I thought about the herbicide also but since I spray my yards with roundup( also purposely sprayed it heavy on a pallet of 4 hives last year) and it had no apparent effect unlike the ares of no-till when dandelion in bloom( my yard with the worse sign had no round up applied). What I did notice was dead and dying bees wiggling in front of entrance. Did mite samples and with the very few mites found I would rule them out but not totally. All hives in yards that had problem( signs of pesticide kill) did not all have it at the same time(maybe they only work the"poison" until they sensed it was bad). It was noticed at the same time but was obvious some hives had kills from that day thay were still dying while the hive next door had nothing and the other hive next door had bees that were dead for a few days. Then it was good for a while and I noticed it again when there was bloom in close proximety to the corn(alfalfa and clover). But again it wasn't all hives affected.
You need to send a sample of bees to Beltsville. Then you will have a better idea of the place to start. Beltsville can rule out nosema ceranae which your problem sounds like at times. Beltsville will not detect most pesticide kills from my experience.
A Penn state sample to Maryann F. might turn up a pesticide problem and Penn State will do testing for around 40-50 bucks i have been told.
My experience is that those beekeepers which have been using fumidil on a regular basis usually have nosema ceranae issues which can be cleared up easily. Those which have never used fumidil or rarely and when they find their bees are testing 5 million spores per bee have spore counts on equipment so high that even when you get under control before long the bees are sick again.
In those cases equipment need acetic acid treatment to kill spores as spores can live up to 12 months and can not be seen (dysentary looking )with nosema ceranae like with nosema apis.
if my bees beeslave I would rule nosema ceranae out as step one after making sure varroa is under control.
While waiting I would drench with fumidil and feed syrup & pollen patties to the sick.
I had a lot of dead bees in front of my hives to right after planting corn and soybean two years in a row now. At same time there was dandelion was on edge of fields. I remember thinking, round up was not poisonous and wondered what had killed the bees since I use it around my hives too. I did not understand there was a potential of seed dust contaminating other flowers in the area till after some reading this last summer. I will have to keep my eyes open this next season.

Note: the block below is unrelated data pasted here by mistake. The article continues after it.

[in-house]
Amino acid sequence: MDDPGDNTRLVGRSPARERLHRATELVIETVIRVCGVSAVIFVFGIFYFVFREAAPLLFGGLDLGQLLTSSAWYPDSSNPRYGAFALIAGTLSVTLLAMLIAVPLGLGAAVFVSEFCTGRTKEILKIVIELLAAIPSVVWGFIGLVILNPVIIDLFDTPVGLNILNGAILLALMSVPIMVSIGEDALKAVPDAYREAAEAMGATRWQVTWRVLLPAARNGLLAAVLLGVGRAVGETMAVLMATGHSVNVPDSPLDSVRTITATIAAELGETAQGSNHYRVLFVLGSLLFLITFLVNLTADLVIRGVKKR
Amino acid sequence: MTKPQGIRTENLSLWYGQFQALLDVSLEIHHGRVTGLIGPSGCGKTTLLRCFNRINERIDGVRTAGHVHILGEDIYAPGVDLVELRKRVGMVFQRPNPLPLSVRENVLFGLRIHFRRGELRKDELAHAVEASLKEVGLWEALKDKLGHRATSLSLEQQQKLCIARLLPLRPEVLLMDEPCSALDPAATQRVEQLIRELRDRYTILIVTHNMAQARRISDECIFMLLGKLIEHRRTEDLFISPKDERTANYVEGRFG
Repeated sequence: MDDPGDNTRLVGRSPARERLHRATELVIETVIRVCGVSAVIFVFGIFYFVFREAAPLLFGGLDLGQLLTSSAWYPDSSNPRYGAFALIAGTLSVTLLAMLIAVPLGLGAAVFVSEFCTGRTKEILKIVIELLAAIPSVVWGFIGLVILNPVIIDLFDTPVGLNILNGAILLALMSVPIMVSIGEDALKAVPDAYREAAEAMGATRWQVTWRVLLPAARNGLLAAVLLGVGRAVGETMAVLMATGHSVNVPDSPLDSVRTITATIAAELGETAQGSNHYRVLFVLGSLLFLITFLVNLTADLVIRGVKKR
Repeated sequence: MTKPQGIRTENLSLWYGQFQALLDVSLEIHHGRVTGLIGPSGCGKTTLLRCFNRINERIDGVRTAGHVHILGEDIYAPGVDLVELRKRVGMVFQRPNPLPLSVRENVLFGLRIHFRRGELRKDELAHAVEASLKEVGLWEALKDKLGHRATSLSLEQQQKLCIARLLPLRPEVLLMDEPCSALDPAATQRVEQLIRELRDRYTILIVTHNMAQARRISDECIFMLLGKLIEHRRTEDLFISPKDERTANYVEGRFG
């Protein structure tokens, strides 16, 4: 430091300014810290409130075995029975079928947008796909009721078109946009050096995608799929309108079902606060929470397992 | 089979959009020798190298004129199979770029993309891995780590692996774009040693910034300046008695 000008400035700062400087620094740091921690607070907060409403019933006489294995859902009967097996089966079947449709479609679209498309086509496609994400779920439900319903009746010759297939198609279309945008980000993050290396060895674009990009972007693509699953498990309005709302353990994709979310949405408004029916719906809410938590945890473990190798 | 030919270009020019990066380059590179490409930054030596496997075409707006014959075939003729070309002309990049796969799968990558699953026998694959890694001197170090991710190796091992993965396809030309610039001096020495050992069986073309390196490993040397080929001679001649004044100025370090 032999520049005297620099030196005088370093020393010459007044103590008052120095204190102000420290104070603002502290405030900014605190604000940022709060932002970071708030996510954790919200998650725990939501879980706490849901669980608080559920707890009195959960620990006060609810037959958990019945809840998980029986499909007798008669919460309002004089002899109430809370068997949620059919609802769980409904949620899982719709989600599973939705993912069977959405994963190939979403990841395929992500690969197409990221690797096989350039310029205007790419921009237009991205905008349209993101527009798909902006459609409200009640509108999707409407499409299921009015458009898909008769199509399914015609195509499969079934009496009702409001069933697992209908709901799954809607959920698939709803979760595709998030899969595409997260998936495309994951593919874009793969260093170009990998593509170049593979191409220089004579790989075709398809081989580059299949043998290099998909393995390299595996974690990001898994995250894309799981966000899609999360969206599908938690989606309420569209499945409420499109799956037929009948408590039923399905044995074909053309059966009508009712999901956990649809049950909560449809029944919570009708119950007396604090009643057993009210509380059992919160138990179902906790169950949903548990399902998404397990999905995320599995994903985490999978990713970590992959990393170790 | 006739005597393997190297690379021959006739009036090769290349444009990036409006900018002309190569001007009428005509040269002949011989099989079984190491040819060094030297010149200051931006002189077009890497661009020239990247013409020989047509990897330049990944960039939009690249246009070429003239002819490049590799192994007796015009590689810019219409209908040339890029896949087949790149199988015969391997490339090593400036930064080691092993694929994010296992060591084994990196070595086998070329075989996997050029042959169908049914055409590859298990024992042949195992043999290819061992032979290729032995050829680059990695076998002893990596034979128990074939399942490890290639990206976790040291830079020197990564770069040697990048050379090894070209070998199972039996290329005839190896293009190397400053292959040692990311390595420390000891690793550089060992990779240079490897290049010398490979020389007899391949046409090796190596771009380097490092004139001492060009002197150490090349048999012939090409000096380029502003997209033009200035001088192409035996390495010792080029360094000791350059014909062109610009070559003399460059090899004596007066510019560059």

I guess to get a contract with a grower for apple orchard pollination. He says that they will use fungicides spray at the night ones during the blooming. Will it be harmful for bees or not?
Depends. I would certainly find out what he's spraying. If it were me, I'd probably pass on the contract. I believe the bloom should be sacred and nothing sprayed while my bees are in the field.
"Corn Seed Treatment As Lethal As It Gets For Honey Bees All Season Long, And Long After The Season Is Gone."
the entire article is here
people need to realize that pollinating don't always mean big money. you need to charge more for the service, that way you might buy more bees.if if I did move my bees in a orchard there is contract no spraying and a up front price if bees die.
a post from bee-l on the corn/pesticide issue.
on the issue of reporting I'm not sure how you would know enough at the time it happened to know enough to report it.
> >Although the study has touched on my concerns quite a bit of research is
> still needed.
At the AHPA conference today, Bayer and EPA representatives reported.
The issue of contaminated dust from pneumatic planters was downplayed. I
brought it up during questioning, and found that they are not receiving
incident reports about it in the U.S., which surprised me. I asked to whom
reports by beekeepers experiencing seed dust problems such as in the paper
cited should be made.
Beekeepers experiencing bee kills due to planting dust should call Tom
Steeger at EPA directly, and Dick Rogers at Bayer directly.
Grass Valley, CA